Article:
So, you’re considering going for a run in the New Year, but you can’t help thinking it’s going to be horrible. I’m here to tell you it’s going to be better than you think.
It’s true that there can be a strange disconnect between the way a keen runner talks about the activity – the near-religious fervour, stories recounted with joy that don’t sound any fun at all – and your experiences of running; they make it sound as gratifying as a big kiss or a bar of chocolate, when you know running makes you – almost instantly – feel hot and bothered, wheezy and wobbly.
I get it. I avoided running, and all other strenuous exercise, for the first three-and-a-half decades of my life. But then I found it – or it found me – and now I see this from both sides. So here are a few ways running might be slightly less painful than you’d imagined, both emotionally and physically.
It’s nice to be outside
My first experience of running – since P.E. lessons at school at least – was at the gym, on a treadmill. It was a thumping, sweaty, relentless experience that felt like it would never end – and I was only on there for five minutes. Running doesn’t have to be like that. When you run outside, ‘in nature’ as they say, two important things happen; you set your own pace, and you get distracted.
Setting your own pace doesn’t mean you won’t feel physically taxed – you’ll still warm up your body and start breathing harder – but in your own time, which feels far less panicky. Meanwhile there’s stuff out there to look at; you don’t have to be running through Narnia to see nice, interesting things out and about. Avoid big roads so you don’t have to worry about traffic and pollution, and if you’re going to go round and round, do it somewhere good – better to go once round the pond in the park down the road once than ten times up and down the street where you live.
It’s a chance to entertain your brain
What I’m saying is – you’re not a hamster in a wheel. Choose a route that distracts you from the business of running, and take your headphones and a good podcast or playlist to listen to – feed your brain. I’ve found so much new music – and rediscovered things I’d forgotten – since I’ve been running*. Your lungs and legs can do the exercise while you get some You Time. The first time you forget you’re running might only be for a minute, but you’ll be amazed, and those minutes will soon start to add up.
If you’re more of a podcast listener than a music head, then you’ll find getting in on that conversation will really make the miles – or meters – fly by. And if you can run with a friend, even better – just don’t have ANY guilt about speed, because that would defeat the object**. I’ve said it before and I’ll say it again: you set your own pace. If your friend is uncomfortable running as slow as you, run with a different friend. You should be able to chat as you go; this means running slow, without worrying about it – it’s what your body wants to do, it’s good for you; you’re training your body for stamina, and to treat running as a natural state. So forget catching up, and have a good catch-up, if you see what I mean.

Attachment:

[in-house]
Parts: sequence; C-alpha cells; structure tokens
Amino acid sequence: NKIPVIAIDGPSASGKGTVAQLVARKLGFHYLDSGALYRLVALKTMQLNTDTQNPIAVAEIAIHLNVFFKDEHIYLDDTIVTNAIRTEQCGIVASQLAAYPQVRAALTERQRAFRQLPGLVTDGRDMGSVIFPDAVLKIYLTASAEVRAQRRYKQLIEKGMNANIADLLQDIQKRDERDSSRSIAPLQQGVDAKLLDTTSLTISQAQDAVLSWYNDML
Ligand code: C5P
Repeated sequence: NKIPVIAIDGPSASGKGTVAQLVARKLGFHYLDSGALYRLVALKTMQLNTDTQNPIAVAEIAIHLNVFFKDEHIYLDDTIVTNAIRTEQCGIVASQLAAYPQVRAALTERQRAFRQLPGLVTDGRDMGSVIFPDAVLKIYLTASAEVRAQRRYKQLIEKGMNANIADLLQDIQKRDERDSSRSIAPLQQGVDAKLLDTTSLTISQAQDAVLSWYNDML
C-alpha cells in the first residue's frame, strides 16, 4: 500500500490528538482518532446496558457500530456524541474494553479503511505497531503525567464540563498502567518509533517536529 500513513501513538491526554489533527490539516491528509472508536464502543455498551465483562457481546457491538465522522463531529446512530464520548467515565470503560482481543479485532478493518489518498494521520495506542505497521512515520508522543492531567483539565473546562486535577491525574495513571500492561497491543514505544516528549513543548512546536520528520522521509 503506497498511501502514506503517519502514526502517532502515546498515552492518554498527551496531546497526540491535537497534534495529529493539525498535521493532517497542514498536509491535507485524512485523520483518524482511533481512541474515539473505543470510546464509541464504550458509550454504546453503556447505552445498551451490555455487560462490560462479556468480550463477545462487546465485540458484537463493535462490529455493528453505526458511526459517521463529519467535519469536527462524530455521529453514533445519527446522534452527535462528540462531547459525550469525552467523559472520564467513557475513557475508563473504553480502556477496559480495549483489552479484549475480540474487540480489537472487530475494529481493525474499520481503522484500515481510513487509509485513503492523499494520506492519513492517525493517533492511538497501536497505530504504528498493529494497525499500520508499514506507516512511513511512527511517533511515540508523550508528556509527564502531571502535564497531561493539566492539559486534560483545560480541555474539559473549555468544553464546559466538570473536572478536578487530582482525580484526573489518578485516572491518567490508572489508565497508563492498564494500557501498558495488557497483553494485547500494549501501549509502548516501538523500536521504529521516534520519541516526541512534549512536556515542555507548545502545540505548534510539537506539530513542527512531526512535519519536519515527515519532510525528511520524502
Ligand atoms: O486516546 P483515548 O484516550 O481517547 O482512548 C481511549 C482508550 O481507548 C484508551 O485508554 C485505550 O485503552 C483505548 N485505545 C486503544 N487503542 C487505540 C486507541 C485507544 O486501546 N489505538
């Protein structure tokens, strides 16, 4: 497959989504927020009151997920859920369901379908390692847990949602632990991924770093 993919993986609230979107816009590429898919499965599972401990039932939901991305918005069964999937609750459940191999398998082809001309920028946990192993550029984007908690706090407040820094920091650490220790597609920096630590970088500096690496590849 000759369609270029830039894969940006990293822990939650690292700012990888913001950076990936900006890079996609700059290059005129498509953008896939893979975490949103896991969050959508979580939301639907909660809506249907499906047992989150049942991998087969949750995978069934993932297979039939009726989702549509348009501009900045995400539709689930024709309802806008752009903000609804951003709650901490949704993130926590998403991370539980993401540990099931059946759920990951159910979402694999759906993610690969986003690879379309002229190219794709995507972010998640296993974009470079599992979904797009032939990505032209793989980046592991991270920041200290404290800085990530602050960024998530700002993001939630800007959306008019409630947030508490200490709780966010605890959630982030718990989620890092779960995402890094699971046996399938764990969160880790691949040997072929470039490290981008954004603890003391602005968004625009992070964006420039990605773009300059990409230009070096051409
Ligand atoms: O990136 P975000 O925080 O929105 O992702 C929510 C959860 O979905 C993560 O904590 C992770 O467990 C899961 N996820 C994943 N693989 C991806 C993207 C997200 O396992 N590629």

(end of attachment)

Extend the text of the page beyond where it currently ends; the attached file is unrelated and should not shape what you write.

A parkrun is a beautiful, inclusive thing
Is there a parkrun near you? Perhaps you’ve seen this brightly coloured Saturday morning congregation and wondered what was going down. Parkruns are free, weekly, timed 5k runs every Saturday at 9am – 9.30 in Scotland – and there are over a thousand different events in the UK… so there probably IS one near you. You register online, get a barcode, take it down to the event, and they’ll measure and log your achievement for you. They’re hugely democratic and diverse; you’ll find people old and young, running, walking, going round with dogs, or kids in pushchairs; everybody is represented. That means, of course, that there are keen, super-speedy runners there too, Chariots-of-Fire-ing it into the finish funnel. Don’t be threatened by that; it’s not like going to an athletics meet, because – what are you going to do? – you’re going to SET YOUR OWN PACE. It’s a really nice, pressure-free way to give a bit of structure your running and assess your progress. Plus it’s sociable when you’re there and once you’re done you get to feel pleased with yourself for the rest of the day.
Running gets easier
That feeling when you start running and within a minute or two you feel hot, stressed, breathless and so on? Everybody gets that; it’s completely natural; stay calm and run on. Your body thinks you’re sprinting away from danger; you need to remind it that it also has a ‘cruise’ setting. When you’re starting out, this is a real leap of faith, but I promise you it’s true. If you can run through that ‘I’ve got to stop’ feeling, it will soon pass, you’ll still be running, and now you’re into the good stuff. Each individual run gets easier after the first few minutes – and if you can get out for a run, say, three times a week, the whole overarching experience gets easier too.
The thing is, the joy of running is a subtle, elusive thing – it can be very powerful, but it’s rarely immediate. Distract yourself from the difficulty of it, make the experience as attractive as possible, and trust your own body; in a matter of a week or two you’ll see and feel a difference in yourself. And if you keep on running, pretty soon you might wonder how you ever did without it.
* For more on running outside listening to great music, get my book Running Tracks – the playlist
and places that made me a runner from Unbound, and listen to Rob Deering’s Running Tracks
Radio Hour on Spotify.
** The podcast that comes closest to running with friends would have to be Running Commentary
with Paul Tonkinson and, er, me.